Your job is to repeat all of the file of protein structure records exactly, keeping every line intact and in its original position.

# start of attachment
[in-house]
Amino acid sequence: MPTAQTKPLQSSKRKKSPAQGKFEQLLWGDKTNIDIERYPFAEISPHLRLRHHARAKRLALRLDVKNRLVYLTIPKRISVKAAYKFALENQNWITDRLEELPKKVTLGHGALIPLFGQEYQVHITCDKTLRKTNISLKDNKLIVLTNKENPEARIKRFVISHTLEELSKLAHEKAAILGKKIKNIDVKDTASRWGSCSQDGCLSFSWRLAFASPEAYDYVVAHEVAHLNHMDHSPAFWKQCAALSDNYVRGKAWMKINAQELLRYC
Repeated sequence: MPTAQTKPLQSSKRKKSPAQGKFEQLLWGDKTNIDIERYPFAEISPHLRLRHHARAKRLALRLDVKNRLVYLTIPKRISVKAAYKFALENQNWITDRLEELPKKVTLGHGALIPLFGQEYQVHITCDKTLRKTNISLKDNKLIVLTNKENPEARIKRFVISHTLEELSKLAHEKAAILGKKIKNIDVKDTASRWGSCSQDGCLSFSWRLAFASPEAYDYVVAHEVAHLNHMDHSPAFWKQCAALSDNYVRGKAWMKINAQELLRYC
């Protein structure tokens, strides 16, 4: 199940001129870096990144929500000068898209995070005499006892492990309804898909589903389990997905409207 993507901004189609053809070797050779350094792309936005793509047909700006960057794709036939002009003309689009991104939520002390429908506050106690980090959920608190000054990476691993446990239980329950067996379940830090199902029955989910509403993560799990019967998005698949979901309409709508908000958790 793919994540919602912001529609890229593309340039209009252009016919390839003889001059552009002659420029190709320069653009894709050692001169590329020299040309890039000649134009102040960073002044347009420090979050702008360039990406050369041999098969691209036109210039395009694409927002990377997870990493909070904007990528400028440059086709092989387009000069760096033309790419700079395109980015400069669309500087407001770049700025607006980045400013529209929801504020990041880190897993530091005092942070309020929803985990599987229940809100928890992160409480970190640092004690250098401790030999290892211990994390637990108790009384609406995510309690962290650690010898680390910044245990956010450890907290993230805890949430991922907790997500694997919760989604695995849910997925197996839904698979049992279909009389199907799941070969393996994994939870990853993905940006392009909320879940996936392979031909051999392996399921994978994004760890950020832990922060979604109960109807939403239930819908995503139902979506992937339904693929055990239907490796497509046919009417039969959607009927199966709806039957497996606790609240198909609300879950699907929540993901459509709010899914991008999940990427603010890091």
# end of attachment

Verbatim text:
[in-house]
Amino acid sequence: MPTAQTKPLQSSKRKKSPAQGKFEQLLWGDKTNIDIERYPFAEISPHLRLRHHARAKRLALRLDVKNRLVYLTIPKRISVKAAYKFALENQNWITDRLEELPKKVTLGHGALIPLFGQEYQVHITCDKTLRKTNISLKDNKLIVLTNKENPEARIKRFVISHTLEELSKLAHEKAAILGKKIKNIDVKDTASRWGSCSQDGCLSFSWRLAFASPEAYDYVVAHEVAHLNHMDHSPAFWKQCAALSDNYVRGKAWMKINAQELLRYC
Repeated sequence: MPTAQTKPLQSSKRKKSPAQGKFEQLLWGDKTNIDIERYPFAEISPHLRLRHHARAKRLALRLDVKNRLVYLTIPKRISVKAAYKFALENQNWITDRLEELPKKVTLGHGALIPLFGQEYQVHITCDKTLRKTNISLKDNKLIVLTNKENPEARIKRFVISHTLEELSKLAHEKAAILGKKIKNIDVKDTASRWGSCSQDGCLSFSWRLAFASPEAYDYVVAHEVAHLNHMDHSPAFWKQCAALSDNYVRGKAWMKINAQELLRYC
């Protein structure tokens, strides 16, 4: 199940001129870096990144929500000068898209995070005499006892492990309804898909589903389990997905409207 993507901004189609053809070797050779350094792309936005793509047909700006960057794709036939002009003309689009991104939520002390429908506050106690980090959920608190000054990476691993446990239980329950067996379940830090199902029955989910509403993560799990019967998005698949979901309409709508908000958790 793919994540919602912001529609890229593309340039209009252009016919390839003889001059552009002659420029190709320069653009894709050692001169590329020299040309890039000649134009102040960073002044347009420090979050702008360039990406050369041999098969691209036109210039395009694409927002990377997870990493909070904007990528400028440059086709092989387009000069760096033309790419700079395109980015400069669309500087407001770049700025607006980045400013529209929801504020990041880190897993530091005092942070309020929803985990599987229940809100928890992160409480970190640092004690250098401790030999290892211990994390637990108790009384609406995510309690962290650690010898680390910044245990956010450890907290993230805890949430991922907790997500694997919760989604695995849910997925197996839904698979049992279909009389199907799941070969393996994994939870990853993905940006392009909320879940996936392979031909051999392996399921994978994004760890950020832990922060979604109960109807939403239930819908995503139902979506992937339904693929055990239907490796497509046919009417039969959607009927199966709806039957497996606790609240198909609300879950699907929540993901459509709010899914991008999940990427603010890091």